The acquired immune deficiency syndrome (AIDS) often has profound effects on growth; however, the effects of human immunodeficiency virus (HIV) on asymptomatic children’s growth are unknown. Before heat inactivation/HIV donor screening of factor concentrates, many hemophilic children became infected with HIV. We evaluated four hemophilic groups without AIDS, using age-standardized growth parameters: group 1, 41 HIV-seropositive children (median age of 13 years); group 2, 11 HIV-seronegative children (median age of 4 years); group 3, 20 children frequently receiving concentrates, evaluated before 1979 (median age of 9 years); and group 4, 11 children rarely receiving concentrates, evaluated before 1979 (median age of 6 years). Median height for age (HA), weight for age (WA), and weight for height (WH) of groups 1 and 2 exceeded the 50th percentile of referent norms. HA, WA, WH, and weight/height2 did not vary significantly by group, nor did these decline over periods of 11 to 70 months. However, for those <11 years of age in group 1, HA declined by 25 percentile points over at least a 3 year period. Also, group l’s T helper-to-suppressor cell ratios at 12 +/- 3 months following the latest growth evaluation were positively associated with both HA and WA at that last evaluation. Eight children were evaluated before 1979 and again after they seroconverted to HIV. Their measurements as a group did not decline significantly between the two evaluation periods, but the growth percentiles of five of them did decline. We conclude that HIV did not measurably affect the growth of the majority of these asymptomatic infected hemophilic children; however, it may have affected the growth of the younger infected patients and of some individual children evaluated over time. The effects of HIV on growth may precede laboratory immune changes.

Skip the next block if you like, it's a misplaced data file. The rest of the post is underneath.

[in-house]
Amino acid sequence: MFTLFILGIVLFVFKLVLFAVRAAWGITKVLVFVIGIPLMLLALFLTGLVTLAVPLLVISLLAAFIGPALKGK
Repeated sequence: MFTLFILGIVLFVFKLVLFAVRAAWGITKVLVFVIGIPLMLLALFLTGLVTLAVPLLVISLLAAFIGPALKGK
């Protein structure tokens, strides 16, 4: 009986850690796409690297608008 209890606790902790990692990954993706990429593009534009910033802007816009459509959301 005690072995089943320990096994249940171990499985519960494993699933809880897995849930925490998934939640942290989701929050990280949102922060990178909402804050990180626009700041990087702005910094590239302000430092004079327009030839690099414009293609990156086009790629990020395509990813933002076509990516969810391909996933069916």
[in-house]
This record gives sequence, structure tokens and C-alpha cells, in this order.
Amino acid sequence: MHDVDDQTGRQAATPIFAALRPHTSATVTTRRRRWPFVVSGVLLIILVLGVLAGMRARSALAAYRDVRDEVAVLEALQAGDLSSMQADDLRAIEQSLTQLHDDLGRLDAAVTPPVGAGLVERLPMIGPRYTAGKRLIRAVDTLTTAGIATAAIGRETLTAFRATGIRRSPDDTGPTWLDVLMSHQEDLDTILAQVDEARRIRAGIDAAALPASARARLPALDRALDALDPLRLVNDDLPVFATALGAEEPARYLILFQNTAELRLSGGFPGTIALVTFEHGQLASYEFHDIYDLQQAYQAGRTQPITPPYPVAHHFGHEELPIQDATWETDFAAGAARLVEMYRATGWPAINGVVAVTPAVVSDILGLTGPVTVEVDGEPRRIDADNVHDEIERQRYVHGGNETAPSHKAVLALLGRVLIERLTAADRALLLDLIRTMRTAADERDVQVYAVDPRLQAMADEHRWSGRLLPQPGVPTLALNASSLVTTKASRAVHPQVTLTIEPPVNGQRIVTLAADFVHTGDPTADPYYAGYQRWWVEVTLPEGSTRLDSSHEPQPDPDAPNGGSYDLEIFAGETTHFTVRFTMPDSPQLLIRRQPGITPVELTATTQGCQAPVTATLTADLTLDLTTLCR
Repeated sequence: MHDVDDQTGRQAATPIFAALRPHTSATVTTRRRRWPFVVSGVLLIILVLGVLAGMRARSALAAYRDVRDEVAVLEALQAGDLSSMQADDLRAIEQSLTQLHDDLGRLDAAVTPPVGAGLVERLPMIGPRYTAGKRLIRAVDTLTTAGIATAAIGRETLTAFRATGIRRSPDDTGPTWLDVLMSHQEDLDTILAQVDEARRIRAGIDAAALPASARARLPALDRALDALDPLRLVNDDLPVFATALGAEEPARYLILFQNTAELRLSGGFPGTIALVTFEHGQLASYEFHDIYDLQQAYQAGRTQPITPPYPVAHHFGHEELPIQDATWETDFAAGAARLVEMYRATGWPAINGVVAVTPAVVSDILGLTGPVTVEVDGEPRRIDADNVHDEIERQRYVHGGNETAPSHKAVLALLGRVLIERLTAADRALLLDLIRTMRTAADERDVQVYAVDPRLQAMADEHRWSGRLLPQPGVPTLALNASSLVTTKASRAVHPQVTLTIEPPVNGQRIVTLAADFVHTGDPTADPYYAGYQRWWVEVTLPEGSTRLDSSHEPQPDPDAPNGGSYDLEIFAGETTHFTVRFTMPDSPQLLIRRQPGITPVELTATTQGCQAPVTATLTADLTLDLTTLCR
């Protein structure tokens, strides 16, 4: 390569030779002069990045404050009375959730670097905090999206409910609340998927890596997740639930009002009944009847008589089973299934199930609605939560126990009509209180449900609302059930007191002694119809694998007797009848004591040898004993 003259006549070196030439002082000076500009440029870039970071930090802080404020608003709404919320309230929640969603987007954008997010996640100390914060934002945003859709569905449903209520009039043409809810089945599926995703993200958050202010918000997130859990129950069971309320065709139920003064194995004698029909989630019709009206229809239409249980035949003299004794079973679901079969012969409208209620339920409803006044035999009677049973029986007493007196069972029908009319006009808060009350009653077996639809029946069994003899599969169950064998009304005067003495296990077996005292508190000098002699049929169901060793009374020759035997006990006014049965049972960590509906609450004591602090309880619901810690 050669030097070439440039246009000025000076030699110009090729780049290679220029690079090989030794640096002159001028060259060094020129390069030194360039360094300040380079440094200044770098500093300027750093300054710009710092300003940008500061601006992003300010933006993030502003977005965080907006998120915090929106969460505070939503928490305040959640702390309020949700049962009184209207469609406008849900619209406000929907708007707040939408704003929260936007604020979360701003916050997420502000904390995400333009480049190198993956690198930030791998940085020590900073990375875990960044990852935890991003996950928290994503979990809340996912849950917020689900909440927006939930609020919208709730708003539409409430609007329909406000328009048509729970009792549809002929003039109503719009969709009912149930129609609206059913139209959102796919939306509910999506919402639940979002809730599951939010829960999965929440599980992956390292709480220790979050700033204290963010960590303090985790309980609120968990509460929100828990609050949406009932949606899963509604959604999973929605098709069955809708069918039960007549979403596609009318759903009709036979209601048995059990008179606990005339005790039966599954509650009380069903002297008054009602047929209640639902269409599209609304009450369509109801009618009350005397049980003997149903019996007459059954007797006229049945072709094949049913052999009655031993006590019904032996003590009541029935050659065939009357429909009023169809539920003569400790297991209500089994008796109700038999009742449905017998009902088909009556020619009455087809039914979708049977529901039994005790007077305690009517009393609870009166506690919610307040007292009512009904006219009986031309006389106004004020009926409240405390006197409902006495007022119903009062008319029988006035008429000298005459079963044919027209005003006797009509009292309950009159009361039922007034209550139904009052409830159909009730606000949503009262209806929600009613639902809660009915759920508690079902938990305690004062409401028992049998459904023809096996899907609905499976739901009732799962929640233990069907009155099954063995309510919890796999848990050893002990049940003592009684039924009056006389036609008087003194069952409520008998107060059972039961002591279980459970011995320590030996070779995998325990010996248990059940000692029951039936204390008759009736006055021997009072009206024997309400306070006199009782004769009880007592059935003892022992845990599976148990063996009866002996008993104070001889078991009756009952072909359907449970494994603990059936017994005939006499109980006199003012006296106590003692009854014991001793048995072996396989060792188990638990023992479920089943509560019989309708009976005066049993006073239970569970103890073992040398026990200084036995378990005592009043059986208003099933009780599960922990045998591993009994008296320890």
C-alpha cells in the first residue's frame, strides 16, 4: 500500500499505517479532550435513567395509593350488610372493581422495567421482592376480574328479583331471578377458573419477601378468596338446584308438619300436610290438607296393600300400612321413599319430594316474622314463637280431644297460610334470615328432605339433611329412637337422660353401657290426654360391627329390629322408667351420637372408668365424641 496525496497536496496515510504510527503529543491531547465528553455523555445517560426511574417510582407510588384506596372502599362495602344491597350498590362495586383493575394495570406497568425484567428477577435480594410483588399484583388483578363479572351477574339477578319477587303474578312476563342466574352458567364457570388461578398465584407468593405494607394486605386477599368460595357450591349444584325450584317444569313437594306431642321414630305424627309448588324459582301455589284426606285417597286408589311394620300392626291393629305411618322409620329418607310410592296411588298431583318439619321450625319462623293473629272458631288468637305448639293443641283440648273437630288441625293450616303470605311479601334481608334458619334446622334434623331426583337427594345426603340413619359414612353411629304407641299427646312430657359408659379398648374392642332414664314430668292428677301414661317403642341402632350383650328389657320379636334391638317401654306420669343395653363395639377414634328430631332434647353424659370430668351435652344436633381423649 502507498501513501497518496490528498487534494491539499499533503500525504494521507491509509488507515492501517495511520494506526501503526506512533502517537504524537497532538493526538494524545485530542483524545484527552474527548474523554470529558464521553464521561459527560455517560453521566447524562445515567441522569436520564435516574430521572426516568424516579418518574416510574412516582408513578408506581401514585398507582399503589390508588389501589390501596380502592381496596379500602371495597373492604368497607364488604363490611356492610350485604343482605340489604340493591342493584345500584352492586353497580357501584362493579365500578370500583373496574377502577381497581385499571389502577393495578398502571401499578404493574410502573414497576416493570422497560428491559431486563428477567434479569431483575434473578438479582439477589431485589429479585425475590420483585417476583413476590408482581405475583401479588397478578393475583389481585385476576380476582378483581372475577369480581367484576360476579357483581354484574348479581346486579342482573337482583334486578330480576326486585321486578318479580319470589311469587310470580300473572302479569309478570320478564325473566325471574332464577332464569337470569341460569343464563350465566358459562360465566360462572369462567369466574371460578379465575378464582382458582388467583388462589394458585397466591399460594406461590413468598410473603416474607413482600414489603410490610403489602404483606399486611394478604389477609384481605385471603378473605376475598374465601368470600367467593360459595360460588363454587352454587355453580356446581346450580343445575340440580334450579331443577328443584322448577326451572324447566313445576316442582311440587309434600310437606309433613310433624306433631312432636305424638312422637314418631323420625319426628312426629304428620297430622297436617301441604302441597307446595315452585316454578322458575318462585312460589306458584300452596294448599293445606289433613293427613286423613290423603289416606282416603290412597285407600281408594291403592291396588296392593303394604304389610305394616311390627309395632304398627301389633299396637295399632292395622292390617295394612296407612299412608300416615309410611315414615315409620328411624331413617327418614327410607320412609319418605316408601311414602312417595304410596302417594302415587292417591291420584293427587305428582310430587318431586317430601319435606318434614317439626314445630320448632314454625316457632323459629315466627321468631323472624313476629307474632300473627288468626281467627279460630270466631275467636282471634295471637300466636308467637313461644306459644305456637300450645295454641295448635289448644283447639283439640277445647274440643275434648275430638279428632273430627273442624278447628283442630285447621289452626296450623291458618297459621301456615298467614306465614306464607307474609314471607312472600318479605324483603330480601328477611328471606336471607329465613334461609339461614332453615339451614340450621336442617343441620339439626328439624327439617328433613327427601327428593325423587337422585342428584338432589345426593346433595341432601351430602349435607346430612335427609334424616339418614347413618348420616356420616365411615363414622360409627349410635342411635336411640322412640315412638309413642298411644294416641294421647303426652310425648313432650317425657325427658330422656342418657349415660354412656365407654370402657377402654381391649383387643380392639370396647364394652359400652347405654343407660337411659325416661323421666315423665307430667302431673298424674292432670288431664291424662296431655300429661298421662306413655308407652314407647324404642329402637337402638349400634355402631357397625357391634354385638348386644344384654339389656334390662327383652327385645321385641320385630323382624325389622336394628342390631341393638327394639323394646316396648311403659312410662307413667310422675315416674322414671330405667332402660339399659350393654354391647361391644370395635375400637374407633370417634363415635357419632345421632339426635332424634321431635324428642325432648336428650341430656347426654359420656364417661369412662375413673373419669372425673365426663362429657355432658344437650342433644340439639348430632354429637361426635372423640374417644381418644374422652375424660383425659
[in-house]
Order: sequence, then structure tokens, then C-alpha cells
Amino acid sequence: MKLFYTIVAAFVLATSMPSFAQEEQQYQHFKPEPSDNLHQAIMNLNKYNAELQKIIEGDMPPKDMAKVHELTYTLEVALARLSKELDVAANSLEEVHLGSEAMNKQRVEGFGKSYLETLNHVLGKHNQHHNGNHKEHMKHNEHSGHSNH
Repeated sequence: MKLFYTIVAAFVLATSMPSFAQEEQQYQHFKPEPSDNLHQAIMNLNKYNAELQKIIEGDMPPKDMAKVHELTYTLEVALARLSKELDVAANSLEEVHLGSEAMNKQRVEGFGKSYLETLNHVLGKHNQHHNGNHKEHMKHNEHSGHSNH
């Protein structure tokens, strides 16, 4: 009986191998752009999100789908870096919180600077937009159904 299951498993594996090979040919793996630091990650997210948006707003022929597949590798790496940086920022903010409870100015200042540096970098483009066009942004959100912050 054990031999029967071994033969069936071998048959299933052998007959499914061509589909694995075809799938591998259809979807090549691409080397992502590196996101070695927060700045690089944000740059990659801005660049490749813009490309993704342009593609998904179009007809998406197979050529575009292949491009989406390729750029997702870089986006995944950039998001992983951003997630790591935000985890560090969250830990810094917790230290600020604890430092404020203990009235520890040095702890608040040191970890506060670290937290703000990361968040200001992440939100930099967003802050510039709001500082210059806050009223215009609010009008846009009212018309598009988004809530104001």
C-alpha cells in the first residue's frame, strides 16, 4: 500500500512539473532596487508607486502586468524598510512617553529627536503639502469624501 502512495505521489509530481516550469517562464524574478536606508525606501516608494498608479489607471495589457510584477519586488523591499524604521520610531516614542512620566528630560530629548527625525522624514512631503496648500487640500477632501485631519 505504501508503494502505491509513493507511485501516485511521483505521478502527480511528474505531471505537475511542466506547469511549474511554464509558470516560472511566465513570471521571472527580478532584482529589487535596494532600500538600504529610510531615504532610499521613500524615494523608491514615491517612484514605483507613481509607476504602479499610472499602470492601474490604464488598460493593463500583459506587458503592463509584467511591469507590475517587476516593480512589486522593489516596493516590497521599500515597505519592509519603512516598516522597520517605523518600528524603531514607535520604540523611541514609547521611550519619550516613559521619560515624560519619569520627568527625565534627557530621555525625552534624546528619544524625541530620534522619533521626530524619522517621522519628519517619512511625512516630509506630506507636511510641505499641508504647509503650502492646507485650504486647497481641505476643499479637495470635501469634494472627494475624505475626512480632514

Jason J, Gomperts E, Lawrence DN, Holman RC, Bouhasin JD, Miller R, Evatt BL
J. Acquir. Immune Defic. Syndr. 1989;2(3):277-82